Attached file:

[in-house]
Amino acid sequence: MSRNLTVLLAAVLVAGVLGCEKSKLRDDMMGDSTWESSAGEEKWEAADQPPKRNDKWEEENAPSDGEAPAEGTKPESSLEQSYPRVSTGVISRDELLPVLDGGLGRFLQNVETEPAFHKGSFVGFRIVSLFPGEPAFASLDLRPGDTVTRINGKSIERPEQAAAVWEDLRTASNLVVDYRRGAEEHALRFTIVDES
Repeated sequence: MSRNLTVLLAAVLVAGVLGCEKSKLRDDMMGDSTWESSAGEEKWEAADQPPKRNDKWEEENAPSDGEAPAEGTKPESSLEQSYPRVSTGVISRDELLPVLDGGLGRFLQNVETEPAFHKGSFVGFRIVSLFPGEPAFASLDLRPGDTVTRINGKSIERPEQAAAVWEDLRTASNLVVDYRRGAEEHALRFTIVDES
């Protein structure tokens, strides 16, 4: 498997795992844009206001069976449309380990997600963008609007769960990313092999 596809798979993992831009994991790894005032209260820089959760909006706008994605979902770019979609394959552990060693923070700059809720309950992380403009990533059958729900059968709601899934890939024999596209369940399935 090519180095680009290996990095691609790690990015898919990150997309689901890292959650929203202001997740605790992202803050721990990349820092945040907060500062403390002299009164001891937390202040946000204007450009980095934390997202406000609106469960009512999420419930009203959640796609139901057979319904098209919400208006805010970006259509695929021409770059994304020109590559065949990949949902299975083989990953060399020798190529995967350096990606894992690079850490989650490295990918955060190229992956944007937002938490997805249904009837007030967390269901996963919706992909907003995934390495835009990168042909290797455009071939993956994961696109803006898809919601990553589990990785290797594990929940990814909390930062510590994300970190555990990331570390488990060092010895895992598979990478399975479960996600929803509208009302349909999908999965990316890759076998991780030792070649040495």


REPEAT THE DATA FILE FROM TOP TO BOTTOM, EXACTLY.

[in-house]
Amino acid sequence: MSRNLTVLLAAVLVAGVLGCEKSKLRDDMMGDSTWESSAGEEKWEAADQPPKRNDKWEEENAPSDGEAPAEGTKPESSLEQSYPRVSTGVISRDELLPVLDGGLGRFLQNVETEPAFHKGSFVGFRIVSLFPGEPAFASLDLRPGDTVTRINGKSIERPEQAAAVWEDLRTASNLVVDYRRGAEEHALRFTIVDES
Repeated sequence: MSRNLTVLLAAVLVAGVLGCEKSKLRDDMMGDSTWESSAGEEKWEAADQPPKRNDKWEEENAPSDGEAPAEGTKPESSLEQSYPRVSTGVISRDELLPVLDGGLGRFLQNVETEPAFHKGSFVGFRIVSLFPGEPAFASLDLRPGDTVTRINGKSIERPEQAAAVWEDLRTASNLVVDYRRGAEEHALRFTIVDES
């Protein structure tokens, strides 16, 4: 498997795992844009206001069976449309380990997600963008609007769960990313092999 596809798979993992831009994991790894005032209260820089959760909006706008994605979902770019979609394959552990060693923070700059809720309950992380403009990533059958729900059968709601899934890939024999596209369940399935 090519180095680009290996990095691609790690990015898919990150997309689901890292959650929203202001997740605790992202803050721990990349820092945040907060500062403390002299009164001891937390202040946000204007450009980095934390997202406000609106469960009512999420419930009203959640796609139901057979319904098209919400208006805010970006259509695929021409770059994304020109590559065949990949949902299975083989990953060399020798190529995967350096990606894992690079850490989650490295990918955060190229992956944007937002938490997805249904009837007030967390269901996963919706992909907003995934390495835009990168042909290797455009071939993956994961696109803006898809919601990553589990990785290797594990929940990814909390930062510590994300970190555990990331570390488990060092010895895992598979990478399975479960996600929803509208009302349909999908999965990316890759076998991780030792070649040495």